When you have multiple people inside of the organization acting and driving a process differently than another employee, this not only wastes time, but also serves as a risk to the business. All parties involved with a business process should be able to agree on what the process actually is and on the best practices for carrying it out. Otherwise, someone is not following best practices. That's why you should always be employing use cases  and DDR's in your implementation process. These tools will help your project team and end users create a singular business process agreement. Then, document those processes so that there is a record of exactly how a task should be carried out, which tools to use, where to record the results, and how that task ultimately contributes to a workflow.

    By collecting feedback from those involved in the process it should be relatively simply for a business to determine if there is business process agreement. If not, the company could save a lot of time and mitigate a lot of risk by redoing the business process model and documenting the exact execution in line with best practices, and ensuring that every employee involved in that process is retrained.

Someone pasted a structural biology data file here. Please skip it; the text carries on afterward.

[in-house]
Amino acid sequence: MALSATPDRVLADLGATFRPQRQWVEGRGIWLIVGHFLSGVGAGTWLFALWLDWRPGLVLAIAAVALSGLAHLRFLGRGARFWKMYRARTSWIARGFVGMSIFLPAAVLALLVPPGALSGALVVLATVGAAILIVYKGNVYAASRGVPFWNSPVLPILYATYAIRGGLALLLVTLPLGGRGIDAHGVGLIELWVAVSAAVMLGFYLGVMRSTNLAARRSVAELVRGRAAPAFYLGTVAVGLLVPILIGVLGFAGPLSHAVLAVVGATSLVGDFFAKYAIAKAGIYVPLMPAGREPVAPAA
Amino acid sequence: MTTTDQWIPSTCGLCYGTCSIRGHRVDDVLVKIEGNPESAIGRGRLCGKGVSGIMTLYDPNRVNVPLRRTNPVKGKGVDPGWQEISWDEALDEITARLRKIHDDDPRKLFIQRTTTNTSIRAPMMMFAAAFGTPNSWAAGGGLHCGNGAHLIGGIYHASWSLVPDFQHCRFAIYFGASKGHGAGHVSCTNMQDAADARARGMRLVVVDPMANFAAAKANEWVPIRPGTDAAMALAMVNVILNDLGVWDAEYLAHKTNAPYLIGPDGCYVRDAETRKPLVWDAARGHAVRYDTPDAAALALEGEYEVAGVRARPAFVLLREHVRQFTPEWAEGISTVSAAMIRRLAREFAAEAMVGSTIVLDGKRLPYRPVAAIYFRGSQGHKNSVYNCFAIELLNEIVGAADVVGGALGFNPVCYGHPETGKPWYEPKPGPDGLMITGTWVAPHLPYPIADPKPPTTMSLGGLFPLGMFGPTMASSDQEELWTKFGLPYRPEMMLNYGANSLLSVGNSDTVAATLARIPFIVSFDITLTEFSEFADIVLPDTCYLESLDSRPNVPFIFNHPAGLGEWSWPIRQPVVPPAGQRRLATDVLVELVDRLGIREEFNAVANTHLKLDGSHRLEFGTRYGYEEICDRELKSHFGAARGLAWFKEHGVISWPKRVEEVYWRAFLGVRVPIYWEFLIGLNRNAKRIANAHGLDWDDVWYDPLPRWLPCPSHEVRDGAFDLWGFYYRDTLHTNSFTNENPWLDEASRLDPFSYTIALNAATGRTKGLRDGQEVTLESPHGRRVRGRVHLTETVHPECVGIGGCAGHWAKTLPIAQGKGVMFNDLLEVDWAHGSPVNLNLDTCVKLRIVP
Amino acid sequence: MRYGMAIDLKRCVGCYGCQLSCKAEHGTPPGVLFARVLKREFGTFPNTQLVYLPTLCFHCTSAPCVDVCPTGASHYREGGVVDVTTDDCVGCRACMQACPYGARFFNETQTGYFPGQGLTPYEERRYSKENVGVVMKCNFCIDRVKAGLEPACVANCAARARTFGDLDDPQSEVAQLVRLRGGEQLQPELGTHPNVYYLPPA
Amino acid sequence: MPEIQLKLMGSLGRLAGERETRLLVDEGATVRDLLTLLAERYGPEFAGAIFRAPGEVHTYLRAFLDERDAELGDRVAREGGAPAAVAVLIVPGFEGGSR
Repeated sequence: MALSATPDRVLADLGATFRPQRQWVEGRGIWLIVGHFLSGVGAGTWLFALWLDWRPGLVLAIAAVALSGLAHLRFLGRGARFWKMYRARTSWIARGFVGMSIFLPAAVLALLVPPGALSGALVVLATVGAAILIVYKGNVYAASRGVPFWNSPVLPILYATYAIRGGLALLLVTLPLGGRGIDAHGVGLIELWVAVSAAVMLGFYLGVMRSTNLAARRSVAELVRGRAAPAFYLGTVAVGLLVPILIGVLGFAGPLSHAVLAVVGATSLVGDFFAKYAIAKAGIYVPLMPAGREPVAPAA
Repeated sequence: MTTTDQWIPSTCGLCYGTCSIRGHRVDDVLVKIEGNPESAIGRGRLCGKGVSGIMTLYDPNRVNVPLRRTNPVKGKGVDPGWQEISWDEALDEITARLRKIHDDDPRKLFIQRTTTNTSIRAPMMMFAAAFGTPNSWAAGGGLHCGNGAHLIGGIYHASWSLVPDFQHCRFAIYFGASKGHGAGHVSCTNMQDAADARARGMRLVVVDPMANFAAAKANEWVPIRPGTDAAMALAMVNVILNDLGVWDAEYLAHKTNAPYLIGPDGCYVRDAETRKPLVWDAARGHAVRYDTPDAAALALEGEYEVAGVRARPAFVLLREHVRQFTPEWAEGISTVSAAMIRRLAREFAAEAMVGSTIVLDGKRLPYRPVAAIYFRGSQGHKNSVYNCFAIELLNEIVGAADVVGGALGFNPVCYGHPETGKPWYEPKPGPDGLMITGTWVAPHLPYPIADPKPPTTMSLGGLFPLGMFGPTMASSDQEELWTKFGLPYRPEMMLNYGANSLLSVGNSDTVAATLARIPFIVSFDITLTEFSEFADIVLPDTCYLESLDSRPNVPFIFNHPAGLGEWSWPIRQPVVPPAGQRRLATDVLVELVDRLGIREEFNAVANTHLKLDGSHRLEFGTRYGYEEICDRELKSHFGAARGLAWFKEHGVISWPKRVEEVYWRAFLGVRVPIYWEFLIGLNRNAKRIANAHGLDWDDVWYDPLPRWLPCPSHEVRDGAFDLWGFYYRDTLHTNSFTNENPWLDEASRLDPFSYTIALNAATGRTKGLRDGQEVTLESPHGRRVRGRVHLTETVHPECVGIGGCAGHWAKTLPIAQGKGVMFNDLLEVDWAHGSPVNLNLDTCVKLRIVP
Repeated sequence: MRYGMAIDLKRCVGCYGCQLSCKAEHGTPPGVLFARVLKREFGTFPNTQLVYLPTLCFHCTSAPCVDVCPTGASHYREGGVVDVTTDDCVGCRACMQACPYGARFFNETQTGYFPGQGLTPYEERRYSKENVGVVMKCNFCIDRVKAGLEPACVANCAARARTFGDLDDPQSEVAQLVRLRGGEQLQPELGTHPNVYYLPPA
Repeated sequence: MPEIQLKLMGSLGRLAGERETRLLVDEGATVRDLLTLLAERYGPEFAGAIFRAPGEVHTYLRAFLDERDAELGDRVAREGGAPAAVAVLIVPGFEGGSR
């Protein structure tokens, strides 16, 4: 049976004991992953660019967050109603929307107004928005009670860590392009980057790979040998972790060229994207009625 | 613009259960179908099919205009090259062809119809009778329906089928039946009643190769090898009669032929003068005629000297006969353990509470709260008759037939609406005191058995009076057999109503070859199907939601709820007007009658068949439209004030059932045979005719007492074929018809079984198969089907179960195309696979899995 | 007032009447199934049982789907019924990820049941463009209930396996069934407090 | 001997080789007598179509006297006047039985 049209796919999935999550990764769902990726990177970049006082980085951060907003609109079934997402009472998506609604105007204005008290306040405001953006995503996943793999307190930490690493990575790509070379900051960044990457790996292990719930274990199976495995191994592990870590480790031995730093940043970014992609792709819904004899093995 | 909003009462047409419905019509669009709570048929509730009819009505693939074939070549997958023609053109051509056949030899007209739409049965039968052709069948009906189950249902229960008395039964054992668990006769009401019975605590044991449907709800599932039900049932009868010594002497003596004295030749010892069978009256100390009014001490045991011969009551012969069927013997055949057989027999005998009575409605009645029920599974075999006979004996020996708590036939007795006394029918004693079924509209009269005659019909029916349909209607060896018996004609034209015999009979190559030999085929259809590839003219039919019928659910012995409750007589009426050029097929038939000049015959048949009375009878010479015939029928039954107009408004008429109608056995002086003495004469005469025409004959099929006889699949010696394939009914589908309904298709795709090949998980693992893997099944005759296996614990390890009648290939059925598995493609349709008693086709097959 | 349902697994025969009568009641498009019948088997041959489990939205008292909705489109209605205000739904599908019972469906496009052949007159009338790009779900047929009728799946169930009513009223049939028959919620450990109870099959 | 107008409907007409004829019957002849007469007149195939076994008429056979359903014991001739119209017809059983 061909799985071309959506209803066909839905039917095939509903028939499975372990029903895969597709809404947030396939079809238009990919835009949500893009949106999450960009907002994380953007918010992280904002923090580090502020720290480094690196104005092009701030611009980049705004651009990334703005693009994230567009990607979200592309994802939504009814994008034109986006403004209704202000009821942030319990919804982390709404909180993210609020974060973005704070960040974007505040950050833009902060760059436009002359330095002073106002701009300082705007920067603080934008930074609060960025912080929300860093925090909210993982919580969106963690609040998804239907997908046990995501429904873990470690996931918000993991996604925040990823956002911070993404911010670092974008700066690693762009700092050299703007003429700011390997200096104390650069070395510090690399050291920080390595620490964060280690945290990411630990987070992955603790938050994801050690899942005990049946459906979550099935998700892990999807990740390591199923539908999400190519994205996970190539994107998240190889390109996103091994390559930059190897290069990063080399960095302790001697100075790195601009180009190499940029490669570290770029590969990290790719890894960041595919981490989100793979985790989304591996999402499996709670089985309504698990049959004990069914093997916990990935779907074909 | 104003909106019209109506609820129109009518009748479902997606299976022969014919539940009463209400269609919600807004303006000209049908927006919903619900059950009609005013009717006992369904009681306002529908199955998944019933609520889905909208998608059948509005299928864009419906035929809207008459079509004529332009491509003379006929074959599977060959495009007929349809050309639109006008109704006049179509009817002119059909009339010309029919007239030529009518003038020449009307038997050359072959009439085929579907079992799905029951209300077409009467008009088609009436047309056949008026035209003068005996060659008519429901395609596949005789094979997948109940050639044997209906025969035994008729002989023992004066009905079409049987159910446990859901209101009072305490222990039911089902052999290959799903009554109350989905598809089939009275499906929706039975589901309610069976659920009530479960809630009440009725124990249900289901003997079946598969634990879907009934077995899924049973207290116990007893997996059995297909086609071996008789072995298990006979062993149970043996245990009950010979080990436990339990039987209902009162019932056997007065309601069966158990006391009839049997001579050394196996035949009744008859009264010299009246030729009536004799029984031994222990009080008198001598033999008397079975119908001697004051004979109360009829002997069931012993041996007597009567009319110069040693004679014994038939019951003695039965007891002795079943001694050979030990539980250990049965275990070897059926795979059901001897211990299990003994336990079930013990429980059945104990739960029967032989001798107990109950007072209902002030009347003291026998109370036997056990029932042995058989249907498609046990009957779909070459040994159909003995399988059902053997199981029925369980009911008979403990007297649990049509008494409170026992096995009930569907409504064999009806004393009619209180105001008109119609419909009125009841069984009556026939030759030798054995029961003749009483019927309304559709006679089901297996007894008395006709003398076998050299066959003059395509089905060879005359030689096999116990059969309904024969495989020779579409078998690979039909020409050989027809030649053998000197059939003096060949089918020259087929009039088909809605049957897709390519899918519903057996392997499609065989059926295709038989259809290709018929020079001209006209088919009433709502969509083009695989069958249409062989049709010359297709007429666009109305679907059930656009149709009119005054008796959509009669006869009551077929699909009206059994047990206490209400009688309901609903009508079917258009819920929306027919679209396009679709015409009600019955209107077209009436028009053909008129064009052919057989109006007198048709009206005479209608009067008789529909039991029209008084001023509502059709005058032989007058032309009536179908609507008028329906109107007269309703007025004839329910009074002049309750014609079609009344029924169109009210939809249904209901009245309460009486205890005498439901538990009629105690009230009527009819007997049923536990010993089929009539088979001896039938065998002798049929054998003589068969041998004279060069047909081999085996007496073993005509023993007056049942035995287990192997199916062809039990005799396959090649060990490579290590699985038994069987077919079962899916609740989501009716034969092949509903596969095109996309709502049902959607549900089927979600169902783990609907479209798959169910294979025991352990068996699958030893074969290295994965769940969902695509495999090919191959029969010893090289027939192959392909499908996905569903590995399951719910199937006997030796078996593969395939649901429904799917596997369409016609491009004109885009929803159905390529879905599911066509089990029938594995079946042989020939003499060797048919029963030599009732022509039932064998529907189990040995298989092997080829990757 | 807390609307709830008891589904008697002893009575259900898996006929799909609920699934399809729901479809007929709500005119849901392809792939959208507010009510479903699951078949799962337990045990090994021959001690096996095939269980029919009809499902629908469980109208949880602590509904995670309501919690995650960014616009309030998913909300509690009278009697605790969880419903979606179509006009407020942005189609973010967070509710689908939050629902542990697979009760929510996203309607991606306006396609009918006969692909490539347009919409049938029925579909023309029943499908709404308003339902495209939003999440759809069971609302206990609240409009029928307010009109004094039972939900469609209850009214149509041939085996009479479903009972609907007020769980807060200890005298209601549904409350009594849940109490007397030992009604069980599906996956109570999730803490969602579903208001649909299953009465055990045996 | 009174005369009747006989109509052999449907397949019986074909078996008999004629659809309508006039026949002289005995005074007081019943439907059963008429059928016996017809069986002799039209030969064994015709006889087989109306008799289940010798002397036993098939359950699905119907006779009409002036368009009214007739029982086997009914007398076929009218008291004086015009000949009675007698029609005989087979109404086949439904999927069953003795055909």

Business Process Modeling Matters


    The core issue of all of the above problems that these questions expose is almost always poor or incomplete business process modeling. Perhaps your process has devolved over time, is outdated, or simply was poorly thought through at its inception. No matter the issue, fixing these problems must come back to properly collaborating around and defining the desired business process and executing it when a problem is identified.

    Here at Datix, we specialize in business process modeling and have 20 years of experience helping clients identify failing business processes and clean them up. This is the core of our business, and what sets us apart. Datix also built Unity, an integration platform that can streamline your business processes by combining ERP, CRM or eCommerce software into one, flexible system. If your business is relying on inefficient business practices, or you fear that there might be something slowing you down, contact us today! 

    CONTACT AN EXPERT AT DATIX TODAY!

    TJ McDowell

    TJ McDowell

    Datix's EVP of Software Development, TJ, is a veteran development leader with experience in ASP.NET, SQL Server, Project Management, and many other valuable technologies. TJ possesses the ability to quickly transform technical requirements into powerful business outcomes.